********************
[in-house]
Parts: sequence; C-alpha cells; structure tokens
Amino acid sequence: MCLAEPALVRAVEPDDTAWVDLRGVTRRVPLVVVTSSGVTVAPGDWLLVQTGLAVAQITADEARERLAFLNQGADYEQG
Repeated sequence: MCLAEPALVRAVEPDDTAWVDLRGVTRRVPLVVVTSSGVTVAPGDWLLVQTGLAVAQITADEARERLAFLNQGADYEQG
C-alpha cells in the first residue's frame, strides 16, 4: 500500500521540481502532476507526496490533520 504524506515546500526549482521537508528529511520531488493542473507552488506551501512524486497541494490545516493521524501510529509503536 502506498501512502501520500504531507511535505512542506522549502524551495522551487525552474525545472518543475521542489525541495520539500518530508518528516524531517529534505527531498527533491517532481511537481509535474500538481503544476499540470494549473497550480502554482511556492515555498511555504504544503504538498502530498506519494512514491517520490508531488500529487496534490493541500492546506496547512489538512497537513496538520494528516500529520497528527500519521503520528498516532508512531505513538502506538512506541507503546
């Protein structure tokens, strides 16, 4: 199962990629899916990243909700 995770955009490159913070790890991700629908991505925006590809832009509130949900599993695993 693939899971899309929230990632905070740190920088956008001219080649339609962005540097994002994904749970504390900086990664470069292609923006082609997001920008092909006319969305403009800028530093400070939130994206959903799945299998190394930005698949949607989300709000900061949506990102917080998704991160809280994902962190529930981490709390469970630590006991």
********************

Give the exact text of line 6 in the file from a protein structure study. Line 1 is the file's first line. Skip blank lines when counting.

């Protein structure tokens, strides 16, 4: 199962990629899916990243909700 995770955009490159913070790890991700629908991505925006590809832009509130949900599993695993 693939899971899309929230990632905070740190920088956008001219080649339609962005540097994002994904749970504390900086990664470069292609923006082609997001920008092909006319969305403009800028530093400070939130994206959903799945299998190394930005698949949607989300709000900061949506990102917080998704991160809280994902962190529930981490709390469970630590006991």